Martin Lipton of the law firm Wachtell, Lipton, Rosen & Katz, one of the most ardent defenders of big corporations, has already called on the S.E.C. to consider letting companies step off the quarterly reporting treadmill.
There is some evidence that public companies spend less than private firms on plants, equipment and research. A paper published in the Review of Financial Studies in 2014 found that privately held companies were more responsive to changes in opportunities than publicly listed companies.
The paper also found that once companies go public, their appetite for capital spending tends to diminish. That finding is consistent with the idea that being a public company can promote short-term thinking, perhaps because of the scrutiny of disclosures such as quarterly earnings reports. But the authors of the paper also emphasized that other explanations could also be responsible for the shift.
Investors, on the other hand, are less likely to support the idea floated by Mr. Trump, which would cut down on the information available about how the companies were performing.
“Investors and other stakeholders benefit when regulations ensure that important information is promptly and transparently provided to the marketplace,” said Amy Borrus, deputy director of the Council of Institutional Investors, a group representing large investors such as pension funds and endowments. “Investors need timely, accurate financial information to make informed investment decisions.”
James Chanos, a well-known investor who specializes in shorting stocks, or betting on their decline, agreed.
“I’m in the camp of more disclosure is better than less,” Mr. Chanos said. “And the U.S. financial disclosure is the best in the world.”
He added, however, that some elements of the quarterly reporting process should be re-examined, including the “rampant” release of quarterly numbers that do not conform to the standard set of accounting rules used in the United States, a practice that often makes a company’s financial results look better.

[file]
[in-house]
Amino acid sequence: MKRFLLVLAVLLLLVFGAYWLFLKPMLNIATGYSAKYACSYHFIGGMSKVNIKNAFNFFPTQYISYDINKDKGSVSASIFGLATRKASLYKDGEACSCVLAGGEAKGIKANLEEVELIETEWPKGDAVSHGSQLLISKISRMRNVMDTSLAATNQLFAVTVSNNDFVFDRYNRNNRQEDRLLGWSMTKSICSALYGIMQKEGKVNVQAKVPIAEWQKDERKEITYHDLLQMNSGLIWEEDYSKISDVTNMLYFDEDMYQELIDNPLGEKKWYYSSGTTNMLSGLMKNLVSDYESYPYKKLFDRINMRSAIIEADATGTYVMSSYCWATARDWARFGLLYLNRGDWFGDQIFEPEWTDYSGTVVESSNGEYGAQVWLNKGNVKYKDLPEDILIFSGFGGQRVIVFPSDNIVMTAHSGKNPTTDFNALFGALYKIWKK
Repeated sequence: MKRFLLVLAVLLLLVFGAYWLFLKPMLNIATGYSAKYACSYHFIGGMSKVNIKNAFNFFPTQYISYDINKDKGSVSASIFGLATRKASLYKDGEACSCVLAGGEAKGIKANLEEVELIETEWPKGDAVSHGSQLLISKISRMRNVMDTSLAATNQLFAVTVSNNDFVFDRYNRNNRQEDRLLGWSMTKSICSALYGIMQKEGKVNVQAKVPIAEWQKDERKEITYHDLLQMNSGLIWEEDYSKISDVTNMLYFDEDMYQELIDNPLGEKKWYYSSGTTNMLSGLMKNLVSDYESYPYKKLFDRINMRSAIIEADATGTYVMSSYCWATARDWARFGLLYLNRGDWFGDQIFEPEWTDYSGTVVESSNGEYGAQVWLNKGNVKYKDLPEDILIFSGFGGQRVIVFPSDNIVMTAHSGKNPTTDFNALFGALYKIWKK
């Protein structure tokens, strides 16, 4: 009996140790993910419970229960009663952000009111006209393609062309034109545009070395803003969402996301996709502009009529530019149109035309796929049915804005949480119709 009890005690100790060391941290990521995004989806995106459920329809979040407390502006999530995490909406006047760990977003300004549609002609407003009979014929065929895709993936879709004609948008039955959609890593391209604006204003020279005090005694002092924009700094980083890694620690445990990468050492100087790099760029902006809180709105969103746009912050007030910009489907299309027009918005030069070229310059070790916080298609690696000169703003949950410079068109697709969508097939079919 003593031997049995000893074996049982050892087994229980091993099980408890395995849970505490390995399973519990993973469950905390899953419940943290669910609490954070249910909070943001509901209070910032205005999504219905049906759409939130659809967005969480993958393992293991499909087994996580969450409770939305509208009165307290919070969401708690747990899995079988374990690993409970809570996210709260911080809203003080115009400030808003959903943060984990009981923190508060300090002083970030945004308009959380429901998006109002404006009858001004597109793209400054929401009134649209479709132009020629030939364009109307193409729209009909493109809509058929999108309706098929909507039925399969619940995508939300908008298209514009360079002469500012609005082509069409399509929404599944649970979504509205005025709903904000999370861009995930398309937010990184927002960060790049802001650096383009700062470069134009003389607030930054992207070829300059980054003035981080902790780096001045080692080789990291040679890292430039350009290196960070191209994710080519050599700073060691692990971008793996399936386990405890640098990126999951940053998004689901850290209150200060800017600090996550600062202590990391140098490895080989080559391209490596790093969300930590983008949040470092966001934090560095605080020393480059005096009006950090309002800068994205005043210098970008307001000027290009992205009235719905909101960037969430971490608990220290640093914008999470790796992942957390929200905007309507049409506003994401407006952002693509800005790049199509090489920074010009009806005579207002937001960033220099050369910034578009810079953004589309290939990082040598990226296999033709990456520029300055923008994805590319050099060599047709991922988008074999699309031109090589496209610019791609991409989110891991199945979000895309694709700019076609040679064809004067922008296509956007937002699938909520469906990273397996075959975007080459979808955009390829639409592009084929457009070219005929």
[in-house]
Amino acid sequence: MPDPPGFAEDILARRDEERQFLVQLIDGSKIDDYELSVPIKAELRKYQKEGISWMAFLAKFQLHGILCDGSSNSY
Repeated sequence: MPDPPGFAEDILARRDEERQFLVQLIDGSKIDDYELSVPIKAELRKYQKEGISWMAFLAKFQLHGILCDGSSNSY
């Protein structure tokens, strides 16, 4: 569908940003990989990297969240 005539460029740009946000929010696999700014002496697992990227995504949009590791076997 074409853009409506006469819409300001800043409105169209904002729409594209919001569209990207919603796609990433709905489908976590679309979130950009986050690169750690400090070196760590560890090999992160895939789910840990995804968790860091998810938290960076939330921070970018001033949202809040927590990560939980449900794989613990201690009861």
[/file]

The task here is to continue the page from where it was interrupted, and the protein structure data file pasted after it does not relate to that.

Others argue that longer stretches without corporations providing public information could lead to to abuse by those with inside information.
“Quarterly disclosures are very important. A lot can happen in six months, and it’s just not appropriate to reduce disclosures,” said Marcus Stanley, the policy director for Americans for Financial Reform, a coalition of foundations, unions and public interest groups that pushes for stronger financial regulation. “It’s just going to advantage insiders further.”
Even those who criticize quarterly earnings may not want to abolish them altogether. In an essay published in The Wall Street Journal this summer, Jamie Dimon, the chief executive of JPMorgan Chase, and the billionaire investor Warren E. Buffett said that they favored eliminating quarter-earnings guidance, which are the targets companies hope to hit, but not the quarterly earnings results themselves.
“Transparency about financial and operating results is an essential aspect of U.S. public markets,” they wrote. “We support being open with shareholders about actual financial and operational metrics.”